What and where, then, is this common ground we have spoken of? As we have already stated, the ISF is pledged to no political party, but this neutrality on the political field is not extended to the economic. There, we believe, an assumption of neutrality would be a crime on our part. Between, on the one hand, the new economic organization, the Industrial Workers of the World, which prepares and organizes the administrative framework of society in the future, and at the same time furnishes the only effective method of resistance against present-day encroachments of the master class, and on the other hand the old-style pure and simple trade unionism of the AF of L with its system of dividing the working class and its professed belief in the identity of interests between Capital and Labor, between these two economic organizations our choice is as plain and unmistakable as between Socialism and Capitalism; indeed, it is the same proposition presented in different terms. And as we believe that all working class Socialists must realize that their place is in the only real economic organization truly worthy of the name of union, the IWW, so we believe that the same body has it in its power to solve the problem of Socialist unity. On the day that the IWW launches its own political party it will put an end to all excuse for two Socialist parties and open the way for a real and effective unification of the revolutionary forces. To it will flock all the real proletarians, all the loyal-hearted working class whom distrust and suspicion have so long kept divided: it will be the real Political Party of the Workers the weapon by which the working class will register the decrees which its economic army must and shall enforce.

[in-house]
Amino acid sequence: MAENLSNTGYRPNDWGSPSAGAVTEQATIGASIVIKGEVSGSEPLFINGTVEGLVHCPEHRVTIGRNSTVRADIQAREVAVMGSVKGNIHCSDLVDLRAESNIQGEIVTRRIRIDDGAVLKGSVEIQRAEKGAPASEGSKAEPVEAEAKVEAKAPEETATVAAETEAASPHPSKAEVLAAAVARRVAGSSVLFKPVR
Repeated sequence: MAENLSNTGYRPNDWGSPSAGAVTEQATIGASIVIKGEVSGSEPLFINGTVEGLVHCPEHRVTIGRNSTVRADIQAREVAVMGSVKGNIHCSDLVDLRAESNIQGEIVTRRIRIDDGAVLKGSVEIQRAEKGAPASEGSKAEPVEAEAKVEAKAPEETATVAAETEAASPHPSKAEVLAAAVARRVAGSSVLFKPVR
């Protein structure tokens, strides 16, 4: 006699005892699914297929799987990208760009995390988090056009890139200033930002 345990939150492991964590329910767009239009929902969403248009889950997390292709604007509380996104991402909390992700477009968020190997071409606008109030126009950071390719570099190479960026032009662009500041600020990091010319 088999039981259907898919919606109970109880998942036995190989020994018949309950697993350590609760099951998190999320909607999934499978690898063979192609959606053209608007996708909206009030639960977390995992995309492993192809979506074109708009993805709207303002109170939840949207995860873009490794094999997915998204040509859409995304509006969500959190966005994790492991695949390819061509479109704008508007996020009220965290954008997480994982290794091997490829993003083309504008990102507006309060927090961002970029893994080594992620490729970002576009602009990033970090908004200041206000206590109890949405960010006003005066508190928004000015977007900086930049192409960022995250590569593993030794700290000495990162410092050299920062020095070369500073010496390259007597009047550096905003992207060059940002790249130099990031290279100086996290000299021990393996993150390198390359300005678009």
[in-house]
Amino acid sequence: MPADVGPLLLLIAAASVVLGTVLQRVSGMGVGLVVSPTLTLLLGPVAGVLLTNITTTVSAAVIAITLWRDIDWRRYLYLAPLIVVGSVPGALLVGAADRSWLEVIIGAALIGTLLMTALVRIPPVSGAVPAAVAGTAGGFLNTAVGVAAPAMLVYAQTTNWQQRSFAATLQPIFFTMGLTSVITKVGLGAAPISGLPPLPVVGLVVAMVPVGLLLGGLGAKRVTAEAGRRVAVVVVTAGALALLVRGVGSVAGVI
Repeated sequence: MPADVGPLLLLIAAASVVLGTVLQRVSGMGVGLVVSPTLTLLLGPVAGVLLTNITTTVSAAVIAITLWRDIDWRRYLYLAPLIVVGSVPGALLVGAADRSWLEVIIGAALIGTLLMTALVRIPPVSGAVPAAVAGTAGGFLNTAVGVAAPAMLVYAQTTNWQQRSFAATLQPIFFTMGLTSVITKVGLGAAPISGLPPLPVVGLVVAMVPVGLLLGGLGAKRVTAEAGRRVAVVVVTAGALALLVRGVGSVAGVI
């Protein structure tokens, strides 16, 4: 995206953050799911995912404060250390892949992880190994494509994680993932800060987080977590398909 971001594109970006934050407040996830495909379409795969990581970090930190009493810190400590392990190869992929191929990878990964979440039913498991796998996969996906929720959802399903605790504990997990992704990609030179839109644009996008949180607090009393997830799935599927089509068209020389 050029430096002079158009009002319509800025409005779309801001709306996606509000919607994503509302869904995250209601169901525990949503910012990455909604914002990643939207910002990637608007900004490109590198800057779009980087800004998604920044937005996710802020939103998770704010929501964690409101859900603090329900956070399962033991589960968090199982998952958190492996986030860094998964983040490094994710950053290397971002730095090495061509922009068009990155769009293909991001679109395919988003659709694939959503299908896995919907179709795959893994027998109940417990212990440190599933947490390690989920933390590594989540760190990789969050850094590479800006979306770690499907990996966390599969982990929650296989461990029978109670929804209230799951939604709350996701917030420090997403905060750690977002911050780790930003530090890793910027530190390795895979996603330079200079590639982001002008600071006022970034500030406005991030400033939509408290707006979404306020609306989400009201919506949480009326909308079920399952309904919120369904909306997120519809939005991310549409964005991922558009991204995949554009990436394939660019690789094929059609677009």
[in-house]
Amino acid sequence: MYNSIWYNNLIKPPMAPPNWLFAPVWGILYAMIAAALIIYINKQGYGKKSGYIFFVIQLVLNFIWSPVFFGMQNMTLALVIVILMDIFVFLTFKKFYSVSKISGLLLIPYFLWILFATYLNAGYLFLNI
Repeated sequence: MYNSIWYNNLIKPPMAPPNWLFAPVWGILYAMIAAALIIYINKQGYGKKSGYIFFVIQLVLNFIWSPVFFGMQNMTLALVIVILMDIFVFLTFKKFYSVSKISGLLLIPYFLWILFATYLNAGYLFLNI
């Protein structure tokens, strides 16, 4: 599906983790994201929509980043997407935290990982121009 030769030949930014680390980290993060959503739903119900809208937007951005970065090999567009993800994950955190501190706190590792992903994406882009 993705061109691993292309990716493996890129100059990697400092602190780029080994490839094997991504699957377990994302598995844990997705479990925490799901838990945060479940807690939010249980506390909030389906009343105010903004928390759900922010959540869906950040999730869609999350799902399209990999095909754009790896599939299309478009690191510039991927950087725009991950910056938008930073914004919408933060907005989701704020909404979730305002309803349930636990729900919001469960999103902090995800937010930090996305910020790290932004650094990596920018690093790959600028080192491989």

We do not say this will end forever all fear of the existence of two parties calling themselves Socialists, but it will end all possibility of two revolutionary Socialist parties claiming the allegiance of the working class at the same moment. Compromisers and schemers will still erect parties to serve their personal ends and satiate their lust for being worshipped; intellectual mannikins will still perch themselves upon the shoulders of the workers and imagining their high altitude is the result of transcendent ability on their part will call the world to witness how great they are; but they will be deprived of their power to delude the real revolutionist by the simple fact of the existence of a political party of Socialists dominated by and resting upon the economic movement of the working class.
This is our hope, our proposed solution of the problem of divided forces, and on the day that that hope is consummated if anyone looks around for the class-conscious Irish workers he will, we believe, find them alert and determined at the head of the fighters.
PSWe invite correspondence on this point. All letters must be limited to one column. Editor.